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Friday, October 13, 2006

MediaMVP and DVDs, via VLC

I've been playing for a little while with a Hauppauge MediaMVP (running mvpmc).

Amongst several other things that I wanted it to do was to play a DVD sitting in my notebook's drive on the MVP (and thus on my TV+stereo). The device is supposed to be capable of playing DVDs directly from the VOBs (via NFS or SMB) but I was also interested in using VLC's transcoding. There is built in support for using VLC on a more powerful machine to perform various sorts of on-the-fly transcoding, but the cases in which it will do so are hard-coded and not at all user controlled. After a while, I realised that I could get VLC to make the stream available via HTTP and just connect the MVP to the HTTP stream, as long as the stream was one that the MVP's hardware could decode in real time. To find out what parameters to use I poked around inside the mvpmc source. Here is what I came up with:

$ /usr/bin/vlc --vlm-conf vlc.cfg -v -I telnet

(the "-I telnet" prevents a gui from appearing) where vlc.cfg contains:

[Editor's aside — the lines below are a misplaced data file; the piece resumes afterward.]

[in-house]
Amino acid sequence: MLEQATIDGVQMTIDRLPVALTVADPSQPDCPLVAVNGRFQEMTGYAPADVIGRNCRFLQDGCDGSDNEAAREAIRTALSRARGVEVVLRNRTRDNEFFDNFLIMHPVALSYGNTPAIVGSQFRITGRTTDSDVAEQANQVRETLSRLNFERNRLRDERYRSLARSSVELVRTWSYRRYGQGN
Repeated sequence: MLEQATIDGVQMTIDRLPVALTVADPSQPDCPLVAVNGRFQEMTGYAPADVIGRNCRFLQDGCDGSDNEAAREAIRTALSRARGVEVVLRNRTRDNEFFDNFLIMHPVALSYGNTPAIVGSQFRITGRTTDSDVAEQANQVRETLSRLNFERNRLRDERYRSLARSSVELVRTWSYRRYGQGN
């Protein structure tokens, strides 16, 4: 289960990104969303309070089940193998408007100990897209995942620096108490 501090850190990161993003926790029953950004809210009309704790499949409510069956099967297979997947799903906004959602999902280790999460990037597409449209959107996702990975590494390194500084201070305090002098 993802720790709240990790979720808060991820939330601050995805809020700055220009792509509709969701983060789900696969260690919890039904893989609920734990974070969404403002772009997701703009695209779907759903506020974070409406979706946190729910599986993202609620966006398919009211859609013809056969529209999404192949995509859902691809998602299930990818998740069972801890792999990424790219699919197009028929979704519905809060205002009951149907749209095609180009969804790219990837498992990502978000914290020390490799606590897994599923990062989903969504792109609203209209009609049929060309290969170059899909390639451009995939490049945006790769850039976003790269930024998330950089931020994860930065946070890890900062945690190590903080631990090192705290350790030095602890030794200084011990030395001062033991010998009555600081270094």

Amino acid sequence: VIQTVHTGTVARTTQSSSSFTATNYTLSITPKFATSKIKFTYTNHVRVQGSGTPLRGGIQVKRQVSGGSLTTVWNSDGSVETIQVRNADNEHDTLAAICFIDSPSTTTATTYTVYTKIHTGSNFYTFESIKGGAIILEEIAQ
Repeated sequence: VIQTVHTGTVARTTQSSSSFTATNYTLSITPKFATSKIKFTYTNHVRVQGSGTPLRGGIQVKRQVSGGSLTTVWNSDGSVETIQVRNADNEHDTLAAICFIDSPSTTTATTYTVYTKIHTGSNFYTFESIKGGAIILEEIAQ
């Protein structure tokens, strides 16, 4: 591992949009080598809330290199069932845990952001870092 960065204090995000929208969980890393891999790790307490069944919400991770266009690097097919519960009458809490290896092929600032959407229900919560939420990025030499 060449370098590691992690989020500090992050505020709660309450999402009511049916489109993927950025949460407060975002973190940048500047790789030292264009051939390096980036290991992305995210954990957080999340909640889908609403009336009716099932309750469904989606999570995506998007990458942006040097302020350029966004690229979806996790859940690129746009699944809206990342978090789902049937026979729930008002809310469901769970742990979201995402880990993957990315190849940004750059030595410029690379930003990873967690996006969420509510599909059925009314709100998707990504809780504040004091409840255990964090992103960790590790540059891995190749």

new foo broadcast enabled
setup foo input dvd:@2:1-
setup foo output #transcode{vcodec=mp2v,vb=2048,scale=1,acodec=mpga,ab=192,channels=2}:duplicate{dst=std{access=http,mux=ts,dst=:5212}}
setup foo option sout-http-mime=video/mpeg
control foo play

This is pretty much a template for setting up network streams in VLC; note in particular the 2Mb/s MPEG-2 video- and 192Kb/s MPEG audio- streams in a Transport Stream (TS) container, per the MVP's hardware spec. The resulting stream is available to the MVP as http://notebook:5212/. There are some open problems, of course:

  • No DVD menus.
  • Playing starts immediately when vlc is launched, rather than waiting for the MVP to connect. There are options for VLC to provide video-on-demand, however the documented examples that I've found so far all depend on RTSP which mvpmc doesn't support.
  • Somewhere a codec is playing up, there's a lot of green as new objects enter a scene. It looks as though the green remains until the next I-frame. This is apparently not uncommon for broken codecs, but I've not yet isolated the at-fault component.
  • (Not critical) The VLC in Debian Sarge (0.8.2) doesn't appear to be able to do this. Instead I fished whatever version happened to be in sid yesterday (0.8.6).
UPDATE 2006-11-17: New improved all-in-one script:

#! /bin/sh

if [ $# -eq 0 ]

/usr/bin/vlc "$@" --audio-language eng -v -I telnet --vlm-conf /dev/fd/0 <<EOF
new S broadcast enabled
setup S input "$source"
setup S output #transcode{vcodec=mp2v,vb=4096,scale=1,acodec=mpga,ab=160,channels=2}:standard{access=http,mux=ts,dst=:5212}
setup S option sout-http-mime=video/mpeg
control S play